A key House committee has scheduled a Wednesday hearing to advance a bill to federally legalize marijuana toward a full floor vote, which could then happen as soon as Thursday. Meanwhile, leaders in the chamber are proposing an amendment that would make several changes to the cannabis legislation.
Among the most significant revisions would be to the tax-related provisions of the bill.
The Rules Committee’s move to take up the Marijuana Opportunity, Reinvestment and Expungement (MORE) Act follows Majority Leader Steny Hoyer (D-MD) announcement that the chamber would be holding a floor vote on the bill before the end of the year.
The Committee on Rules will meet Wednesday, December 2 at 1:00 PM via Cisco Webex on the following measure:
H.R. 3884 — Marijuana Opportunity Reinvestment and Expungement Act of 2019 (MORE Act of 2020) pic.twitter.com/jlNrCLj0K9
— House Committee on Rules (@RulesDemocrats) November 30, 2020
Judiciary Committee Chairman Jerrold Nadler (D-NY), the lead sponsor of the bill, transmitted it to Rules with the series of modifications—many of them technical in nature. But beyond the tax changes, the newly proposed language also reaffirms the regulatory authority of certain federal agencies such as the Food and Drug Administration (FDA) and clarifies that cannabis can still be included in drug testing programs for federal workers.
Other members of the House are likely to file proposed amendments as well, though the Democratic majority of the Rules panel will determine which ones can be made in order for floor votes later this week.
As originally drafted, the legislation would have imposed a five percent tax on marijuana products, revenue from which would be used in part to fund a grant program to support communities disproportionately impacted by the war on drugs. In Nadler’s amendment, that language is being removed and replaced with text that more closely reflects a separate descheduling bill, the Marijuana Revenue and Regulation Act.
The modified tax provisions of the MORE Act would make it so cannabis would be federally taxed at five percent for the first two years after implementation and then increased by one percent each year until reaching eight percent. After five years, taxes would be applied to marijuana products based on weight rather than price.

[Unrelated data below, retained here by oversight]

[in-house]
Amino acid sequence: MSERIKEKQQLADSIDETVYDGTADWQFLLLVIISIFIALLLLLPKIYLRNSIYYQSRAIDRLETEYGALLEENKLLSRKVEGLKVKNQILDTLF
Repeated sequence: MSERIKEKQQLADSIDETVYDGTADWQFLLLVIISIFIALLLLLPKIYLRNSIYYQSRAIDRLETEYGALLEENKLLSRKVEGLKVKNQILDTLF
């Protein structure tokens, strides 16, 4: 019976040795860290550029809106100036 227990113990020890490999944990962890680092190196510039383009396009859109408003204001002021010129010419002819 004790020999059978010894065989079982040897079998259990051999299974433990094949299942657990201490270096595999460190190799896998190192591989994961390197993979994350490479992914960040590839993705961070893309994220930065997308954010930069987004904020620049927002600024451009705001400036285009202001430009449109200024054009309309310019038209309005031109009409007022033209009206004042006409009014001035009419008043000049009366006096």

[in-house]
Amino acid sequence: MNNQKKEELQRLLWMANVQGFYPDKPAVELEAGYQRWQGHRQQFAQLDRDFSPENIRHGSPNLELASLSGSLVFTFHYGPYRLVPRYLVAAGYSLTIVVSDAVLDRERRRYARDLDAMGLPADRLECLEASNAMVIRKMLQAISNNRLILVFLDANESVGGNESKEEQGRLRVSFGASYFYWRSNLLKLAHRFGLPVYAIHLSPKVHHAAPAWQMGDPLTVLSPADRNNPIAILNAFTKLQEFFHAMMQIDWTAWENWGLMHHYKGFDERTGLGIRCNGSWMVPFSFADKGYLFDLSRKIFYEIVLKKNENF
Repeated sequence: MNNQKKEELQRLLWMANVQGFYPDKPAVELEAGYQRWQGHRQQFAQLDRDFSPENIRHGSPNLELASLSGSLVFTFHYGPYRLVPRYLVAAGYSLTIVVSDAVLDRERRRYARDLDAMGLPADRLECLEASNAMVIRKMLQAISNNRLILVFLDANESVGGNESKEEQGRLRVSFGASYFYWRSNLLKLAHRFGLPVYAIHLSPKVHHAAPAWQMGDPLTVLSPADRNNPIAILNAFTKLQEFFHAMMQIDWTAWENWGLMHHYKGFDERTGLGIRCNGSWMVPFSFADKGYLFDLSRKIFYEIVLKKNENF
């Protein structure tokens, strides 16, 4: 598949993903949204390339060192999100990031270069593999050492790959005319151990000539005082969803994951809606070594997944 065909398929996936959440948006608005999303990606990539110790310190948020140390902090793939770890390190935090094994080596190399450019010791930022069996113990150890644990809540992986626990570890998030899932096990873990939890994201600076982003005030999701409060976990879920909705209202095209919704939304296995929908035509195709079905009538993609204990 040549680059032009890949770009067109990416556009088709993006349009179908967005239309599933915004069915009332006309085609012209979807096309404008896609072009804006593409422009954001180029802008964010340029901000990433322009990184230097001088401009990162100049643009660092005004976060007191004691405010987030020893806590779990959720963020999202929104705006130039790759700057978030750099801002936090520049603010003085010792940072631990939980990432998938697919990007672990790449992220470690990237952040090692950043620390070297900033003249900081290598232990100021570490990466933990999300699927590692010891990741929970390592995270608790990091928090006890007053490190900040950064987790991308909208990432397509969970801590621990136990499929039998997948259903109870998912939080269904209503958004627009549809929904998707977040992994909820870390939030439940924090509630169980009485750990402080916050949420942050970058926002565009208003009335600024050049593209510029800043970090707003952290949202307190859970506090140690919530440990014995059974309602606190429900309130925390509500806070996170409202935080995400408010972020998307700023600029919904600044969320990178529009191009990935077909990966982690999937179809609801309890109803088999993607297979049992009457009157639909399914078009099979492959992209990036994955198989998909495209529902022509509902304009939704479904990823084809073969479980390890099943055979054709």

At its core, the MORE Act would federally deschedule cannabis from the Controlled Substances Act and expunge the records of those with prior marijuana convictions. The descheduling provisions would be retroactive.
The bill would also create a pathway for resentencing for those incarcerated for marijuana offenses, as well as protect immigrants from being denied citizenship over cannabis and prevent federal agencies from denying public benefits or security clearances due to its use.
A new Cannabis Justice Office under the Justice Department would be responsible for distributing funds providing loans for small cannabis businesses owned and controlled by socially and economically disadvantaged individuals. The bill also seeks to minimize barriers to licensing and employment in the legal industry.
While the bill still calls for the establishment of a Community Reinvestment Grant Program, the new leadership amendment would remove a line calling for it to specifically fund “services to address any collateral consequences that individuals or communities face as a result of the War on Drugs.”
Tax dollars appropriated to that program would instead more generally go to job training, legal aid for criminal and civil cases such as those concerning marijuana-related expungements, literacy programs and youth recreation and mentoring services, among other programs.
The definition of people impacted by the drug war who could be eligible for aid is also being changed to narrow the scope. At first it included those who have “been arrested for or convicted of the sale, possession, use, manufacture, or cultivation of cannabis or a controlled substance,” but now it only extends to marijuana and not other illicit drugs.
Other changes included in Nadler’s latest revision include one requiring FDA and the U.S. Department of Health and Human Services (HHS) to hold public meetings on “regulation, safety, manufacturing, product quality, marketing, labeling, and sale of products containing cannabis or cannabis-derived compounds” within one year of the bill’s enactment.